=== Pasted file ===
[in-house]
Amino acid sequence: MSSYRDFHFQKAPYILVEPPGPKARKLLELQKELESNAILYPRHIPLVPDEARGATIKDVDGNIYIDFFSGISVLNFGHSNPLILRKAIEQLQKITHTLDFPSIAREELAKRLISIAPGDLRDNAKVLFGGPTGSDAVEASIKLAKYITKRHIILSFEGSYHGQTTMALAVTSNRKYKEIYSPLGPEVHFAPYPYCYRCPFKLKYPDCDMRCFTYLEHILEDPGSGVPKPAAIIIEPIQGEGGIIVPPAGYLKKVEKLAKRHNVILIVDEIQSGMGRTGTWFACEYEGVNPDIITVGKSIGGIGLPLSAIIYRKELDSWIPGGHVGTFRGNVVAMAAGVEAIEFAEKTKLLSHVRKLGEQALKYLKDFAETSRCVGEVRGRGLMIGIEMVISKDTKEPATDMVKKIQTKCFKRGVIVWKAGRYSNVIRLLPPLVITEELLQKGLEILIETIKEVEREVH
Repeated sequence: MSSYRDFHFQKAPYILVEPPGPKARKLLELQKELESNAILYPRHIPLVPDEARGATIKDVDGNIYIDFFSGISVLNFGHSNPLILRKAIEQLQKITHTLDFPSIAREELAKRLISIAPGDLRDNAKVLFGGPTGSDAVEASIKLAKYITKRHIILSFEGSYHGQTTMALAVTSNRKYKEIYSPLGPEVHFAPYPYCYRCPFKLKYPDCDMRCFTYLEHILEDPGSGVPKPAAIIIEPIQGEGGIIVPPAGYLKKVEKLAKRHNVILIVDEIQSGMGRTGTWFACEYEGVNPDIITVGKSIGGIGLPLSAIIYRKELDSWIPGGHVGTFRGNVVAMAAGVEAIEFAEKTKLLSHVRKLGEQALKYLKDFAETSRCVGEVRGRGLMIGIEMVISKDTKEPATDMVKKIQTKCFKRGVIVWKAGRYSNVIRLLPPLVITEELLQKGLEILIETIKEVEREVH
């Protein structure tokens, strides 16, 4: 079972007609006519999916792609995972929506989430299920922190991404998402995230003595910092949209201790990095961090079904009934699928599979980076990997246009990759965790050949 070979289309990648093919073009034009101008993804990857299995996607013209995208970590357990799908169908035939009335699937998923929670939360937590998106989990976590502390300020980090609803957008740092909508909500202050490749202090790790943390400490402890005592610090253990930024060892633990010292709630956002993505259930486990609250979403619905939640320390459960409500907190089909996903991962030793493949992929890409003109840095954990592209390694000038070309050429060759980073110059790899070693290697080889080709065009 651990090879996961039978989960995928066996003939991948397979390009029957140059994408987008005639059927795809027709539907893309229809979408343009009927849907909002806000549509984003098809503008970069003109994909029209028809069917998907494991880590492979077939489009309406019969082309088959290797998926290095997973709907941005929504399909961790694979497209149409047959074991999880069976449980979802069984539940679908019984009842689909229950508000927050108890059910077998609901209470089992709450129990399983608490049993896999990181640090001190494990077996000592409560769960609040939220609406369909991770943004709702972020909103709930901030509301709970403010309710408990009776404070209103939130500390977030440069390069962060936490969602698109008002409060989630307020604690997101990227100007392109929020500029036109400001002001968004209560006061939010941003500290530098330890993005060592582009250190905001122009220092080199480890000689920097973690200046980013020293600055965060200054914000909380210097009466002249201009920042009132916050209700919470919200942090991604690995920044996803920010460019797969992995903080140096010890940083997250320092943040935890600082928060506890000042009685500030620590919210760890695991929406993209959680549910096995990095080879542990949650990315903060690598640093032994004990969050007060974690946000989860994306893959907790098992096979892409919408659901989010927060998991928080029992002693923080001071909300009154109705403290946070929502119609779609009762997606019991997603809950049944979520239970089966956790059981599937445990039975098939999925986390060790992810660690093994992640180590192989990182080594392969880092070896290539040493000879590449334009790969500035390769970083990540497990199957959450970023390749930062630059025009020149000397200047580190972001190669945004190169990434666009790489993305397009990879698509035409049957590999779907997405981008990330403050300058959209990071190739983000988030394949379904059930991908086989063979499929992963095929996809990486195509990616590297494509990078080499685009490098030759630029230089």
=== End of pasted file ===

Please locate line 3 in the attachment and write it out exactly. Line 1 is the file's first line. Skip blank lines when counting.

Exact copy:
Repeated sequence: MSSYRDFHFQKAPYILVEPPGPKARKLLELQKELESNAILYPRHIPLVPDEARGATIKDVDGNIYIDFFSGISVLNFGHSNPLILRKAIEQLQKITHTLDFPSIAREELAKRLISIAPGDLRDNAKVLFGGPTGSDAVEASIKLAKYITKRHIILSFEGSYHGQTTMALAVTSNRKYKEIYSPLGPEVHFAPYPYCYRCPFKLKYPDCDMRCFTYLEHILEDPGSGVPKPAAIIIEPIQGEGGIIVPPAGYLKKVEKLAKRHNVILIVDEIQSGMGRTGTWFACEYEGVNPDIITVGKSIGGIGLPLSAIIYRKELDSWIPGGHVGTFRGNVVAMAAGVEAIEFAEKTKLLSHVRKLGEQALKYLKDFAETSRCVGEVRGRGLMIGIEMVISKDTKEPATDMVKKIQTKCFKRGVIVWKAGRYSNVIRLLPPLVITEELLQKGLEILIETIKEVEREVH